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>> when it comes to nationalizing the coast guard how would that assist in president-elect's goal of vaccination? mr. clyburn: the whole big job of getting vaccinations done is getting it deployed out to the states an effective delivery system and nobody i think is nobody more effective at getting that done. we've called upon the coast guard time and time again when we have a crisis. i represent the house in all of our efforts back during cra trampolinea and rita and i worked very closely with all the entities in order to get that done. i think we did a pretty good job back then and i think it's going to take that kind of organized effort today. so the coast guard, i believe, will be the way to go.
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>> of course as many are watching with the states verifying this election and what could take place in the house and senate, how do you gauge what will happen and the effect it's going to have on the house's ability to work with republicans going forward? mr. clyburn: it depends on the republicans. we've demonstrated time and time again we wish to work in a bipartisanship way on behalf of the american people. you'll never see house members going to the extent that we hear many republicans talking about. this democracy is too important to the world. it is very important to our continued existence as one nation under god, indivisible, with liberty and justice for all.
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that cannot be allowed to get sidetracked. we are in pursuit of a more perfect union and we believe the way to do it is at the heads of the constitutional principles that kept this country together thus far and i for one, they're familiar with the fact we have not been perfect but should remain in pursuit of perfection. greta: the democratic majority whip jim clyburn on the washington journal talking about working with a majority. the 117th congress is underway on c-span and watching the house floor par taking in a quorum call and have to have every member vote they're present and each of them received their new voting cards for the 117th congress. we're watching them come into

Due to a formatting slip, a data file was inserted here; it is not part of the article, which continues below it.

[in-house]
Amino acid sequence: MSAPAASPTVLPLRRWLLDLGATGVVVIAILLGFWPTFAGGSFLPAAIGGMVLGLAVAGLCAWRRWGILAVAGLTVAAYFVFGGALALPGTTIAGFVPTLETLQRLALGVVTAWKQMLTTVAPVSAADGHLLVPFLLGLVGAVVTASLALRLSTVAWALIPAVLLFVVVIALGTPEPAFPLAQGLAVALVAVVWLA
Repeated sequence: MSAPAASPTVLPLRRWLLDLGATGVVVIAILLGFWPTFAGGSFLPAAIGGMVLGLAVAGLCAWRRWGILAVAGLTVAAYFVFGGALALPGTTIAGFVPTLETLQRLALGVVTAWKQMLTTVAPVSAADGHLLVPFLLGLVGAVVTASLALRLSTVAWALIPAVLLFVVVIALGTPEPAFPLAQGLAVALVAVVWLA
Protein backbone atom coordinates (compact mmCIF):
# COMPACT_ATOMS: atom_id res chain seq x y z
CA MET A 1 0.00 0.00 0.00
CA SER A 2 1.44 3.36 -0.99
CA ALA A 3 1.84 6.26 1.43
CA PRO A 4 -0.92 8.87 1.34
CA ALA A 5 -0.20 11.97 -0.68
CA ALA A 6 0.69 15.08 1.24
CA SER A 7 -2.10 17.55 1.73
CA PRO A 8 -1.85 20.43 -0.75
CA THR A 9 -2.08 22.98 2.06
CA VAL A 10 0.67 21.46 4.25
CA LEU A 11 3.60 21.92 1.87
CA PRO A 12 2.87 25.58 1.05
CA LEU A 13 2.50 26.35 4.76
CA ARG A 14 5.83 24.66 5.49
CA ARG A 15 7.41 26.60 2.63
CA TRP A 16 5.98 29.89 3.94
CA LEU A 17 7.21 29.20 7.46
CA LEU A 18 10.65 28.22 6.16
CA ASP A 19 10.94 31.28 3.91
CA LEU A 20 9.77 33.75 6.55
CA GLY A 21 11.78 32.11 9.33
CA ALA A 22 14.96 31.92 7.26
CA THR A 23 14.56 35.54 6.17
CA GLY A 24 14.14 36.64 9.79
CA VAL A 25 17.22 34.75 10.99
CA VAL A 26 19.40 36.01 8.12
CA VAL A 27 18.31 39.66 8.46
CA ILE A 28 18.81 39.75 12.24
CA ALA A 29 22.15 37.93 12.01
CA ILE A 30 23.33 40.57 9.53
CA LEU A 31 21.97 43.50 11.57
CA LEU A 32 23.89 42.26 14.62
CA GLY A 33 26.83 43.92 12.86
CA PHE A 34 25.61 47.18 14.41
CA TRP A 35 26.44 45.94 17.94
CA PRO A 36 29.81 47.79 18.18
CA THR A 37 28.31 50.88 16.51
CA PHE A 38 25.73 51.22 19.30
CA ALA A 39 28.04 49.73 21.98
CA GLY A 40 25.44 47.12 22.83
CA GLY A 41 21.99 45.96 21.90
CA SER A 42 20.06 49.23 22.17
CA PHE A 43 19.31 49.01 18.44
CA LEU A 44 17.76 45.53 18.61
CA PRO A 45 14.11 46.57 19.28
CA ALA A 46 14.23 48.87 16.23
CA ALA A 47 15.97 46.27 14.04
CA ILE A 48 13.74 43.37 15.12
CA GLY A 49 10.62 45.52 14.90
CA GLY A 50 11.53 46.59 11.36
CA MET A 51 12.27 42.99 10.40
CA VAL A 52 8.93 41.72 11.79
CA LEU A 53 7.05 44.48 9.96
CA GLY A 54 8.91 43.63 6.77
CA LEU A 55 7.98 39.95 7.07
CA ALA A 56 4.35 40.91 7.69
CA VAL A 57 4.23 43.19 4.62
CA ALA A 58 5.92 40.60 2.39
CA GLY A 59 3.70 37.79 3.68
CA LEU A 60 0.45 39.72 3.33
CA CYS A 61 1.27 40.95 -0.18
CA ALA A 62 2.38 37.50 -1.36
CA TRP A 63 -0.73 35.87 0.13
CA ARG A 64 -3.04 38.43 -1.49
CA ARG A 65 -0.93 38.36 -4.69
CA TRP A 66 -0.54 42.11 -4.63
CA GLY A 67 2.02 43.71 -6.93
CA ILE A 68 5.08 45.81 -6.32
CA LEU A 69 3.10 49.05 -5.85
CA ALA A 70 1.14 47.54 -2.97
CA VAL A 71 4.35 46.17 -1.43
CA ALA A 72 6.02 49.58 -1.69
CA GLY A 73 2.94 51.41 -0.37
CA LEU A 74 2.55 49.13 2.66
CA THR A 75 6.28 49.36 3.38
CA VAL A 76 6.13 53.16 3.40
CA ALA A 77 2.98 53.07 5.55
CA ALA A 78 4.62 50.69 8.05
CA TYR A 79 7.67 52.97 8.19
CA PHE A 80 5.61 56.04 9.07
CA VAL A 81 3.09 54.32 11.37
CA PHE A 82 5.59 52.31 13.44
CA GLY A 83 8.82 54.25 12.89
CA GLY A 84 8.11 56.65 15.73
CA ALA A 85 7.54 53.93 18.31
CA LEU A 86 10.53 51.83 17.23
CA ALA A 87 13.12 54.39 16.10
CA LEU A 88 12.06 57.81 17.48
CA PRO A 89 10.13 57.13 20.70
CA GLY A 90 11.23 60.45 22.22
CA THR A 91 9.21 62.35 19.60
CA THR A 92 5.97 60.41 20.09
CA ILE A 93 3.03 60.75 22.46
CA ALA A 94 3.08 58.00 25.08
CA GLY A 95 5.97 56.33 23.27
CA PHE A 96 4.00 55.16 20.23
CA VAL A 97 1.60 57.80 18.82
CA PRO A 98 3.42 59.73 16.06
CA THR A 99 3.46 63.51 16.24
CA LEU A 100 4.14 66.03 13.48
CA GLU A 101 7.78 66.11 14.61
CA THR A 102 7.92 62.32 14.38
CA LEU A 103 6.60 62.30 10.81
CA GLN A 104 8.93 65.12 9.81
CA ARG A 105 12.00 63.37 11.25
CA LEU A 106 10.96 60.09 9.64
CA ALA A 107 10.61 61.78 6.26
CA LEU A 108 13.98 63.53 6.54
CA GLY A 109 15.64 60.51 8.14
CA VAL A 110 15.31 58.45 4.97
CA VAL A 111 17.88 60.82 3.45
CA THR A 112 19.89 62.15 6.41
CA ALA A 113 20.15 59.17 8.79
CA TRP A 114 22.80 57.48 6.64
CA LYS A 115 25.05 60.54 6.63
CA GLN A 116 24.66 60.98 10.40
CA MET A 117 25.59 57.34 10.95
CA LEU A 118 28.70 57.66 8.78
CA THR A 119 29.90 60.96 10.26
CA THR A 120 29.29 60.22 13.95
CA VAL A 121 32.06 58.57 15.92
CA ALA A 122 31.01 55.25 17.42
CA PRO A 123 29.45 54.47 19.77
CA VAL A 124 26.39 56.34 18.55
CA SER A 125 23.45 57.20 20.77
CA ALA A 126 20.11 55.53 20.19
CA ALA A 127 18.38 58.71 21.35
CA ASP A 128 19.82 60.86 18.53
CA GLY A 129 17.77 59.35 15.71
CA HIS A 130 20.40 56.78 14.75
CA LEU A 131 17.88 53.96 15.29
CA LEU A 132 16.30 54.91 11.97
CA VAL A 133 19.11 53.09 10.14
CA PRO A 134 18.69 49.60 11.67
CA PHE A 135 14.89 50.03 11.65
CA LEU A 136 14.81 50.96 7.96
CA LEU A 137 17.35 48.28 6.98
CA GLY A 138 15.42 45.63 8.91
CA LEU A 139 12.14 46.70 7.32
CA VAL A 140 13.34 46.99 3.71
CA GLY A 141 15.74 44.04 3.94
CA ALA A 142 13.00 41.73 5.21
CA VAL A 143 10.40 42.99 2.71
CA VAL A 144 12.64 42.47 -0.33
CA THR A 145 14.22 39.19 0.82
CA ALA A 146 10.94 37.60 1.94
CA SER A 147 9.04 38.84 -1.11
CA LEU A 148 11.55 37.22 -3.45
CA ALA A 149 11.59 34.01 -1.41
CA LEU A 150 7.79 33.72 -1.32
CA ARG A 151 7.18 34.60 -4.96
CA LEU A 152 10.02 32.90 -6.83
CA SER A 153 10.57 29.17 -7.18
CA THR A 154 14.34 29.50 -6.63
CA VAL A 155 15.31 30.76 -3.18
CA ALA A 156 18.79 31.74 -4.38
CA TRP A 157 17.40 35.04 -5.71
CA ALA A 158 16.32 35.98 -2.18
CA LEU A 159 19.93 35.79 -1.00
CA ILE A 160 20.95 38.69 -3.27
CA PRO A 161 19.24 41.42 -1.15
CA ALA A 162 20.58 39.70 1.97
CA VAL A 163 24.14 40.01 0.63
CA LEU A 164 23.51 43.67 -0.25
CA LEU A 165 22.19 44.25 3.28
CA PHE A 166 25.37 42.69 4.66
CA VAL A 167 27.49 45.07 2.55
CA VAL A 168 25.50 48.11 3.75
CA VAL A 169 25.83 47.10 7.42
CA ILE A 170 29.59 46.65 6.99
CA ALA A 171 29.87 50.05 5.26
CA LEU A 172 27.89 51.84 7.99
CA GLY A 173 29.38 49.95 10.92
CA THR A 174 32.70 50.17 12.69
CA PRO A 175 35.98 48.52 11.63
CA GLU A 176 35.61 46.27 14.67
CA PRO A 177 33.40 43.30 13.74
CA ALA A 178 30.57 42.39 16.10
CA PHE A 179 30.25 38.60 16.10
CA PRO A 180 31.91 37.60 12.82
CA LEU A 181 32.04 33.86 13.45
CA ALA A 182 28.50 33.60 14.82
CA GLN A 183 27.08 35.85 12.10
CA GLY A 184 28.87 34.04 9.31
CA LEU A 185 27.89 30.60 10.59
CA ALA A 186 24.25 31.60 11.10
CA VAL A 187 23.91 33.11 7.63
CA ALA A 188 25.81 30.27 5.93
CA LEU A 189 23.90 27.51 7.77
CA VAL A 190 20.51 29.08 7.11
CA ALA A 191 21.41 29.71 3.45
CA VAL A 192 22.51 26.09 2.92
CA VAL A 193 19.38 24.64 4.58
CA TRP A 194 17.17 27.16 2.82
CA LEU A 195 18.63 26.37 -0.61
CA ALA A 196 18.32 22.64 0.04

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the chamber in groups of 72 because of covid-19. they're taking those precautions. they have to wear a mask. they need to vote and then are asked to quickly leave the chamber and go back to their offices, no congregating or talking in order to keep that social distance. that happening here this afternoon and continues throughout the day and happening next is the election for the speaker of the house. mack green has been with us today to talk about that and how it all takes place. mack green, after the speaker is elected, then what happens? prof. green: so after the peaker is elected, the speaker is officially sworn in by the dean of the house of representatives, whoever served the longest in the house. in this case congressman don young from alaska. en once the speaker is sworn
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in, then the speaker swares in the members, the newly elected members of the house of representatives. which with the quorum call will take time because only groups of 72 are allowed to come to the floor at once. then what happens is the house continues electing other officers and eventually they will adopt their rules which will probably happen tomorrow and at some point the congress will pass the resolution to meet jointly to count another electoral votes for the presidential election. greta: the speaker will also give a speech. is that a tradition that's always taken place. prof. green: a tradition for many, many years, yes. it's an opportunity to watch the speaker and an opportunity to do several things.